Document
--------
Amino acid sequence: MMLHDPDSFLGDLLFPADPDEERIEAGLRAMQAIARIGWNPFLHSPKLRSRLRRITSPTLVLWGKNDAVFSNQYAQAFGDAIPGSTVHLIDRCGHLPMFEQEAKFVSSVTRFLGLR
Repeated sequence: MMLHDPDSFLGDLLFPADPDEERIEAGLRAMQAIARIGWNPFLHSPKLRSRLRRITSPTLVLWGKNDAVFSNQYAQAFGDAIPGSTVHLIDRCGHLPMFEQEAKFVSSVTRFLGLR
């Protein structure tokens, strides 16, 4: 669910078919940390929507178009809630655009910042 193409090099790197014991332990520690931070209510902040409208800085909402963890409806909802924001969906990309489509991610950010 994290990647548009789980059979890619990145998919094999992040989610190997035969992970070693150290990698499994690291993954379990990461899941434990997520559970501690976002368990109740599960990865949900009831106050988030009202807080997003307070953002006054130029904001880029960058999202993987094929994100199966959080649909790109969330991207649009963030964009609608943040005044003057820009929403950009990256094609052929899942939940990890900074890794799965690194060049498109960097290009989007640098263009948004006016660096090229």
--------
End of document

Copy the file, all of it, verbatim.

Amino acid sequence: MMLHDPDSFLGDLLFPADPDEERIEAGLRAMQAIARIGWNPFLHSPKLRSRLRRITSPTLVLWGKNDAVFSNQYAQAFGDAIPGSTVHLIDRCGHLPMFEQEAKFVSSVTRFLGLR
Repeated sequence: MMLHDPDSFLGDLLFPADPDEERIEAGLRAMQAIARIGWNPFLHSPKLRSRLRRITSPTLVLWGKNDAVFSNQYAQAFGDAIPGSTVHLIDRCGHLPMFEQEAKFVSSVTRFLGLR
């Protein structure tokens, strides 16, 4: 669910078919940390929507178009809630655009910042 193409090099790197014991332990520690931070209510902040409208800085909402963890409806909802924001969906990309489509991610950010 994290990647548009789980059979890619990145998919094999992040989610190997035969992970070693150290990698499994690291993954379990990461899941434990997520559970501690976002368990109740599960990865949900009831106050988030009202807080997003307070953002006054130029904001880029960058999202993987094929994100199966959080649909790109969330991207649009963030964009609608943040005044003057820009929403950009990256094609052929899942939940990890900074890794799965690194060049498109960097290009989007640098263009948004006016660096090229």